- Cut off the rotten parts
Using the sharp and sterile garden shears, cut away all the rotten portions of the roots. See to it to cut slightly above the healthy part already. Leaving traces of bad roots will tend to continue the progression of the disease.
- Apply fungicide on your trimmed snake plant
Once all the brown and mushy parts are already removed, you can now apply the fungicide to your snake plant. Always remember to follow the manufacturer’s direction of use. This will ensure that your plant will be treated accordingly. Moreover, it also lessens the likelihood of burns.
- Allow your snake plant’s roots to develop calluses
After cutting all the bad roots away, let your snake plant rest and dry up. This gives your freshly trimmed roots some time to develop a callus. The dried and hardened tip serves as a protective layer. It is part of the plant’s healing process. The formation of callus may take a few hours or even days depending on the plant. But usually, an overnight rest will do.
- Fill your clean pot with fresh soil
Pour your fresh well-draining soil mix into your chosen container. The amount varies depending on the size of your pot. The height should just be enough to allow light and air to penetrate the soil. But, not too much that it would spill already when handled.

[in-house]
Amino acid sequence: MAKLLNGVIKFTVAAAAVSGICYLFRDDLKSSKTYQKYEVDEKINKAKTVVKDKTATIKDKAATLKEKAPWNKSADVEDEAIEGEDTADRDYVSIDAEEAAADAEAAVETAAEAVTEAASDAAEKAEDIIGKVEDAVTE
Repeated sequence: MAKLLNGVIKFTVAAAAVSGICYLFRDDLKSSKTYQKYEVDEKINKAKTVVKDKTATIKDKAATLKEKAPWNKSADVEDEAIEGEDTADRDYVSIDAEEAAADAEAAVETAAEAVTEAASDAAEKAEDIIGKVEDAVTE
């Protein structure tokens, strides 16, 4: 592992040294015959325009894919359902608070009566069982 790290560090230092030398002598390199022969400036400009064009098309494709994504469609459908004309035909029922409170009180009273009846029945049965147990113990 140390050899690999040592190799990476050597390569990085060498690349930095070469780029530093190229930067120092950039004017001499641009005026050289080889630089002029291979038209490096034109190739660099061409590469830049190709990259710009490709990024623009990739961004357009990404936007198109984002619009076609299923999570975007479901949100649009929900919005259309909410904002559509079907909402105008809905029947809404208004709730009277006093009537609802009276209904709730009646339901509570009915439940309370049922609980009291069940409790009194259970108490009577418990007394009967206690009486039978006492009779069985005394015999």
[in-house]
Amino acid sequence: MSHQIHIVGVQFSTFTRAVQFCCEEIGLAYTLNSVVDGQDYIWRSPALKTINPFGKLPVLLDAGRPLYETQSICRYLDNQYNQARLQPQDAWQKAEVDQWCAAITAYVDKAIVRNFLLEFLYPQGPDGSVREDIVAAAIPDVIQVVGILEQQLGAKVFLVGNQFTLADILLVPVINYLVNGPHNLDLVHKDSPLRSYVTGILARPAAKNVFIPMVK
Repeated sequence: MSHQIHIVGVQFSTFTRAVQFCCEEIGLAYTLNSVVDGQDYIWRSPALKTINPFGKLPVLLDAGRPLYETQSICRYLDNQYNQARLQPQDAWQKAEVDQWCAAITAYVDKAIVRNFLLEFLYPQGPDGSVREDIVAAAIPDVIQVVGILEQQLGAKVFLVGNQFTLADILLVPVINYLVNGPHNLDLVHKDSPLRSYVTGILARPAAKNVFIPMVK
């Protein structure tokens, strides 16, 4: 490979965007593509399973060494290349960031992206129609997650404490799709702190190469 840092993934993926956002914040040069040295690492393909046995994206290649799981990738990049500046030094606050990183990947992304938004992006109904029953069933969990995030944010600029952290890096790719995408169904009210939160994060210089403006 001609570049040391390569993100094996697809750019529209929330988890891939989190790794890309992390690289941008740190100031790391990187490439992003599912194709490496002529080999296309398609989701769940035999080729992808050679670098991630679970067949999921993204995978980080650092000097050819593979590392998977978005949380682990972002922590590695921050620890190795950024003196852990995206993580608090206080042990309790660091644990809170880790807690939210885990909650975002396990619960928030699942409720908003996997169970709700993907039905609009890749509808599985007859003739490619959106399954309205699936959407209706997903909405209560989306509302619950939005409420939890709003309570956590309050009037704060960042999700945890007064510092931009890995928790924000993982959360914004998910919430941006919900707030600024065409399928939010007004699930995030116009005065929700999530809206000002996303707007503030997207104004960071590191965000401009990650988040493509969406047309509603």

- Plant your snake plant
Create a hole in your fresh soil. It should be as wide as the width of the root system. Carefully bury your root-trimmed snake plant at a depth enough to support and keep it erect. Once placed, cover the hole with more soil. Give it a gentle tap to establish security. Keep in mind not to compress the soil too much. Allow it some space to promote good aeration and drainage.
- Watering your newly potted snake plant
Keep your new snake plant slightly moist for the first 6 weeks after replanting. Again, give it just enough moisture but never soaking wet. Otherwise, the same problem will occur over and over again. If you feel not confident with your watering skills, you might be better off using a soil moisture meter instead.
- Root testing
It would take about 4 to 6 weeks for new roots to start growing. By then, you can give it a quick check by gently tugging the plant. If you feel a bit of resistance from the pull, then there’s a good chance that your snake plant successfully developed roots already. If none yet, give it more time to grow. Re-check after a week or two.
What are snake plants’ growth rate?
These pretty plants grow slowly to moderately, and they spread through underground stems (also called rhizomes) which make an appearance with new growth. Want your snake plant to grow faster? Pop it in natural, strong light and watch that baby grow!
Snake plants truly are hardy plants. They are so low-maintenance that they only need little amounts of water to thrive. Unfortunately, this is the very reason why they are prone to overwatering too. When this happens, root rotting can potentially occur. And so, your snake plant starts to smell bad.
However, the step-by-step guide we provided above gives you the best shot at restoring the health of your snake plant. They are very easy to follow. All you need is to give your plant a chance for a fresh new start.